Yes I said road trip and no we don't have a car
May 3, 2010 6:03 PM   Subscribe

East Coast Road Trip!! Caveats: Medium amounts of luggage, and no car.

My friend and I are moving out to the east coast for the summer. Destinations: Philly and Pittsburgh, with start dates for work ~1 week apart. We would like to see some fun places on the east coast beforehand (places like Boston, NYC, Philly, possibly DC). We're flexible about where we go, but would like to spend up to about a week exploring before going to our respective internships.

Neither of us have a car. Renting is an option, but we're both under 25 so it gets pricey. Should we fly out and then rent a car? Which city should we fly to? Is there reasonable public transportation to certain cities? And if so, would it be navigable with a summer's worth of luggage (one big bag + miscellaneous luggage each)? Which places are more manageable and fun given our restrictions?

MeFites, you are more experienced in traveling the east coast. Specific tips, advice, and wisdom please!
posted by mokudekiru to Travel & Transportation (9 answers total)
posted by kthxbi at 6:22 PM on May 3, 2010

Best answer: You need a home base -- maybe even a crash pad. Bring all your crap, and leave it at your base, taking only what you need for the existing trip. If someone's going to be located in Philly, I suggest basing there, and splitting the cost of a week's sublet. Philadelphia 30th St. is a fantastic train station. You can catch the Mega Bus from Center City last I checked, and the Bolt Bus from 30th St.

It's really easy to train, bus, or even catch a ride from Philly to NYC, Boston, Atlantic City, DC, Baltimore, etc. Bolt / Mega Bus is the cheapest of all the legitimate travel options. Regional rail (NJ Transit, MTA, MARC, SEPTA, etc) can cost a little more, depending. Amtrak is more expensive than that. A car is really only worth it if you're going to be travelling outside of cities. It will be a hinderance in cities.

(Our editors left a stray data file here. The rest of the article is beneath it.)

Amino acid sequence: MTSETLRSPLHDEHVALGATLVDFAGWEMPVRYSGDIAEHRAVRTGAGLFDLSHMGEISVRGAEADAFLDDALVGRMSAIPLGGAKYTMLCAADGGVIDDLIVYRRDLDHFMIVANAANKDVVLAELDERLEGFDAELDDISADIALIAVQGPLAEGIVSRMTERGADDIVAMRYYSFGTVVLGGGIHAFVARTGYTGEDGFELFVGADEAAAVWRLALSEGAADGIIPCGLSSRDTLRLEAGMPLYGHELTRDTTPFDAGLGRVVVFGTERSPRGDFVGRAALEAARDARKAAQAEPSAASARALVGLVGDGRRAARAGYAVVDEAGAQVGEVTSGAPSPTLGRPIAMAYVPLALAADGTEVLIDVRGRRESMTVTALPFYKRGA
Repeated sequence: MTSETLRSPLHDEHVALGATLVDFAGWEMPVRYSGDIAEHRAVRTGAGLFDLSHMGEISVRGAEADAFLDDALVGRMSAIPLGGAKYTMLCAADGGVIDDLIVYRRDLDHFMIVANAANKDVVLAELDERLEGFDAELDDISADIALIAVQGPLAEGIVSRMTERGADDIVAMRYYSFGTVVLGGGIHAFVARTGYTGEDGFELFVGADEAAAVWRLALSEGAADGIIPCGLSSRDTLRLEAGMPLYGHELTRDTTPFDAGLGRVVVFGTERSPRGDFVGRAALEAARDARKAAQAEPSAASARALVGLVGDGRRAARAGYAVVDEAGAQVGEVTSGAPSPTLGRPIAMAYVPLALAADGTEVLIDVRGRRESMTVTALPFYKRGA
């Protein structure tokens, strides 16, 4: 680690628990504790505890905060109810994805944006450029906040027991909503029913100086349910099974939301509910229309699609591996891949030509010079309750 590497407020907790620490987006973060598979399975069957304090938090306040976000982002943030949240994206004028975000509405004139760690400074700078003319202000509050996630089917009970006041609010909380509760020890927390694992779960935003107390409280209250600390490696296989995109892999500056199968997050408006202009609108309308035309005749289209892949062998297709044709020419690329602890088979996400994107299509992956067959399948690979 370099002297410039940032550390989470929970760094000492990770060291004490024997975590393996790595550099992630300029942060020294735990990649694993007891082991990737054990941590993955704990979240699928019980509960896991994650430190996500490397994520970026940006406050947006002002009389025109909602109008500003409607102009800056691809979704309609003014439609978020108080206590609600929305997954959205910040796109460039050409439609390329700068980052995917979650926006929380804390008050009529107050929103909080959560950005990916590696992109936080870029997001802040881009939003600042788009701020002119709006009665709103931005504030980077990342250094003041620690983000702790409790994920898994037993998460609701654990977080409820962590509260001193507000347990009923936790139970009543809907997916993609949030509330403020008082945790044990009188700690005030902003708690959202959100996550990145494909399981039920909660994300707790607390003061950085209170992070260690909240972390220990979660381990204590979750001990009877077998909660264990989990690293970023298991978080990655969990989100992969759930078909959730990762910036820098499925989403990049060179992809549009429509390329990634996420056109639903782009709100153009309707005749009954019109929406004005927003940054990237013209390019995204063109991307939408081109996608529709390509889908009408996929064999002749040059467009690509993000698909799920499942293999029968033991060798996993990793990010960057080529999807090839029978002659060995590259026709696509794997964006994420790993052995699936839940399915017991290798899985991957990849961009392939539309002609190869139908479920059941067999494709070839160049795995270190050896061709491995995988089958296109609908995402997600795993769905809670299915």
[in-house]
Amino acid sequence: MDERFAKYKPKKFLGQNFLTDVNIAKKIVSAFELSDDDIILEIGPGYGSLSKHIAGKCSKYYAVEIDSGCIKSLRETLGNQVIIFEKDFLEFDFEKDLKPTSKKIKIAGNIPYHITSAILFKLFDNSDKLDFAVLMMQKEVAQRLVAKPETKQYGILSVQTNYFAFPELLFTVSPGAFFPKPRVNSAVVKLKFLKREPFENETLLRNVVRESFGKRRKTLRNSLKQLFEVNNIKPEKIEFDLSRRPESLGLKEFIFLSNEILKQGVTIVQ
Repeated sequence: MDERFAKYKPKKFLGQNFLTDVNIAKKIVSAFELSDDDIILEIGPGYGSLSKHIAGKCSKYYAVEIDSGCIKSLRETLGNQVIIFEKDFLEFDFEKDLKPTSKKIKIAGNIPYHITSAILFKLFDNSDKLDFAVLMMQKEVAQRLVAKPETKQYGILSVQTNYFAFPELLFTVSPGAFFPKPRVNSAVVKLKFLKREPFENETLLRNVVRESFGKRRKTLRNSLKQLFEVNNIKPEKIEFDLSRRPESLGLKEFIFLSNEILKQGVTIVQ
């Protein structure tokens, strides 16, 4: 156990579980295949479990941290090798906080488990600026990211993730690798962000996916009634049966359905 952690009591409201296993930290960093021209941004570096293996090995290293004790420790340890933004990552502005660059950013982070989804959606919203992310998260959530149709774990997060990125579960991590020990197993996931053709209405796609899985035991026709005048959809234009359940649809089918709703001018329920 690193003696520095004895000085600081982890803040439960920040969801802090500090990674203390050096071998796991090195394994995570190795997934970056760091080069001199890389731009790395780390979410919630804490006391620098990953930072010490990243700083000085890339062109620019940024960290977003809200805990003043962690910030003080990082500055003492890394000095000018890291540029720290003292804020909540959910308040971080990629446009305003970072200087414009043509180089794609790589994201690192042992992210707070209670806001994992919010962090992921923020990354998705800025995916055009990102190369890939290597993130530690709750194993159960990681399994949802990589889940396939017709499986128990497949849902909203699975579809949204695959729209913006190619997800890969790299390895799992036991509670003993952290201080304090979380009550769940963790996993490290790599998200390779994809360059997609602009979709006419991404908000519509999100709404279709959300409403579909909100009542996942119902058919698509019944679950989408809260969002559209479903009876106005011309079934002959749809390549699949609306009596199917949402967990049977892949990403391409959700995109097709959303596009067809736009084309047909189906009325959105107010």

More information about what you like, what you want to see, what your dates are, what your budget is .. or well .. any information at all will help us answer your question.
posted by Geckwoistmeinauto at 6:39 PM on May 3, 2010

Buses are great, because they are cheap. However, buses are not fun to travel on with lots of luggage. Mostly because buses between the cities you mention are usually full and very crowded.

BUT all the cities you name are connected by Amtrak (Boston --> NYC --> Philly --> DC) and the trips between then are not that long (no leg of that trip in the previous brackets is more than 4 hours). Pittsburgh is connected to Philly by a regional rail, as well.

I love the train, it is my favorite way to travel, and I love the line that runs between Boston and DC, since there is often interesting stuff to look at (less so between Philly --> DC, but Boston ---> NYC has plenty of interesting surroundings).

All of the cities you mentioned are good choices, and I really think it comes down to where you have been before, where you think you might get to again, and what your interests are. History, go to DC. Art, probably NYC (though I would still put a vote for DC!). Experiencing a big city with small town feel, Boston.
posted by CharlieSue at 6:42 PM on May 3, 2010

Response by poster: More information about what you like, what you want to see, what your dates are, what your budget is .. or well .. any information at all will help us answer your question.

Haven't been anywhere on the east coast (travel buddy has seen a bit more but not anytime recently) so normal sightseeing would be fine. Likes: good food (asian/middle eastern), live music, art, museums are good, shopping, bubble tea, cafes, exploring, parks, etc. College students so university areas are fun sometimes. Budget is a question mark, but generally trying to keep costs down (travel/lodging tend to be big expenses and we have lodging with some of her friends).